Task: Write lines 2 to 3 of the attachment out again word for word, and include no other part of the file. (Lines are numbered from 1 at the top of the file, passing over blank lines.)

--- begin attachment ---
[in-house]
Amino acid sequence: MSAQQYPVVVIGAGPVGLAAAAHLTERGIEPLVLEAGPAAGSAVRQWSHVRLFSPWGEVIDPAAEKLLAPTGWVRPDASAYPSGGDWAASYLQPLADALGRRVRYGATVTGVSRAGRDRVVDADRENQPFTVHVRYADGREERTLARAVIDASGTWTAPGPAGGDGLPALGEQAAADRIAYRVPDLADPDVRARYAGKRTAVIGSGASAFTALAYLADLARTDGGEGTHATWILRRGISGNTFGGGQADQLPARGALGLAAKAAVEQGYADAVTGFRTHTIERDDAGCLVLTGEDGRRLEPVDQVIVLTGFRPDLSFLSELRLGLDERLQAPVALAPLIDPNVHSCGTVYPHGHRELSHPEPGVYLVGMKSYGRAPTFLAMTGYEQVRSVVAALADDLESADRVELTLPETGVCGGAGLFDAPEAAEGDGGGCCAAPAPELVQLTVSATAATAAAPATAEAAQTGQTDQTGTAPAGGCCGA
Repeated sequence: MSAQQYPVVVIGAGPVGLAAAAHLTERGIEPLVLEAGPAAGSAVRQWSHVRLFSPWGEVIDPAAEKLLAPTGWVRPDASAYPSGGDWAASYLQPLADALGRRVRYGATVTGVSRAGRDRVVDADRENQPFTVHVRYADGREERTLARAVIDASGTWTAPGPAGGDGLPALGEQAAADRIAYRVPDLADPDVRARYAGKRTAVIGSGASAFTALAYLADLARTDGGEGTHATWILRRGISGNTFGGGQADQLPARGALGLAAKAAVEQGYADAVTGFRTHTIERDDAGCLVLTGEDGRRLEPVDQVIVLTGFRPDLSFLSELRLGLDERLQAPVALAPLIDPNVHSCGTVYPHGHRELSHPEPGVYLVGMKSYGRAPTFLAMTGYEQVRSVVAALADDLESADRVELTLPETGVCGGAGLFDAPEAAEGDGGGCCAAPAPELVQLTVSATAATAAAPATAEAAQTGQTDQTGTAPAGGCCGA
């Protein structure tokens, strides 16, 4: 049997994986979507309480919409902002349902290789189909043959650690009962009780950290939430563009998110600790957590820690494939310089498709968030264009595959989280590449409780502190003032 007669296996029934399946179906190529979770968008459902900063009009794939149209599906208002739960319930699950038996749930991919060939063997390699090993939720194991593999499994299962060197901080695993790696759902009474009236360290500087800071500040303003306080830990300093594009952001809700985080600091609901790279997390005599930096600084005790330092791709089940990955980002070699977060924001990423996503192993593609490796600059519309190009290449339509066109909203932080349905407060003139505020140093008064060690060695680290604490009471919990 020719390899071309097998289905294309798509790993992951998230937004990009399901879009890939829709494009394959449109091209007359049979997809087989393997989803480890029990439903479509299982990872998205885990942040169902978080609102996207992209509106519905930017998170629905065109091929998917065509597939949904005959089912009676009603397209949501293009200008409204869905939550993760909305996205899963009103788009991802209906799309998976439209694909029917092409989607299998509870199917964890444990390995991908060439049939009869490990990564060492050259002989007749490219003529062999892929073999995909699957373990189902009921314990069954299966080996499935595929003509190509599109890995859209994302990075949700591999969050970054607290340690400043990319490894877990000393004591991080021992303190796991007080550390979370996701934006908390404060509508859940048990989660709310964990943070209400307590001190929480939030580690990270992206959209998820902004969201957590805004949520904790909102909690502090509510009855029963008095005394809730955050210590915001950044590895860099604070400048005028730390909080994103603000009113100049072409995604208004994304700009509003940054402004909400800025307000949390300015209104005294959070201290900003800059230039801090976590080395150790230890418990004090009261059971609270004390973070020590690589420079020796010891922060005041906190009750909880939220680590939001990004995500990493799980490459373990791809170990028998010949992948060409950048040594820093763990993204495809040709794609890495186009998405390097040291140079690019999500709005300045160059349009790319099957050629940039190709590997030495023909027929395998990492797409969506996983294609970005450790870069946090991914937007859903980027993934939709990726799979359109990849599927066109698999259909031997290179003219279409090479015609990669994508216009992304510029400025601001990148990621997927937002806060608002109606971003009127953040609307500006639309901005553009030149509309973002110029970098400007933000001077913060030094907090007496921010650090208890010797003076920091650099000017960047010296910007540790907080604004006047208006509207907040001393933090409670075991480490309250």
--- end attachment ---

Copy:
Amino acid sequence: MSAQQYPVVVIGAGPVGLAAAAHLTERGIEPLVLEAGPAAGSAVRQWSHVRLFSPWGEVIDPAAEKLLAPTGWVRPDASAYPSGGDWAASYLQPLADALGRRVRYGATVTGVSRAGRDRVVDADRENQPFTVHVRYADGREERTLARAVIDASGTWTAPGPAGGDGLPALGEQAAADRIAYRVPDLADPDVRARYAGKRTAVIGSGASAFTALAYLADLARTDGGEGTHATWILRRGISGNTFGGGQADQLPARGALGLAAKAAVEQGYADAVTGFRTHTIERDDAGCLVLTGEDGRRLEPVDQVIVLTGFRPDLSFLSELRLGLDERLQAPVALAPLIDPNVHSCGTVYPHGHRELSHPEPGVYLVGMKSYGRAPTFLAMTGYEQVRSVVAALADDLESADRVELTLPETGVCGGAGLFDAPEAAEGDGGGCCAAPAPELVQLTVSATAATAAAPATAEAAQTGQTDQTGTAPAGGCCGA
Repeated sequence: MSAQQYPVVVIGAGPVGLAAAAHLTERGIEPLVLEAGPAAGSAVRQWSHVRLFSPWGEVIDPAAEKLLAPTGWVRPDASAYPSGGDWAASYLQPLADALGRRVRYGATVTGVSRAGRDRVVDADRENQPFTVHVRYADGREERTLARAVIDASGTWTAPGPAGGDGLPALGEQAAADRIAYRVPDLADPDVRARYAGKRTAVIGSGASAFTALAYLADLARTDGGEGTHATWILRRGISGNTFGGGQADQLPARGALGLAAKAAVEQGYADAVTGFRTHTIERDDAGCLVLTGEDGRRLEPVDQVIVLTGFRPDLSFLSELRLGLDERLQAPVALAPLIDPNVHSCGTVYPHGHRELSHPEPGVYLVGMKSYGRAPTFLAMTGYEQVRSVVAALADDLESADRVELTLPETGVCGGAGLFDAPEAAEGDGGGCCAAPAPELVQLTVSATAATAAAPATAEAAQTGQTDQTGTAPAGGCCGA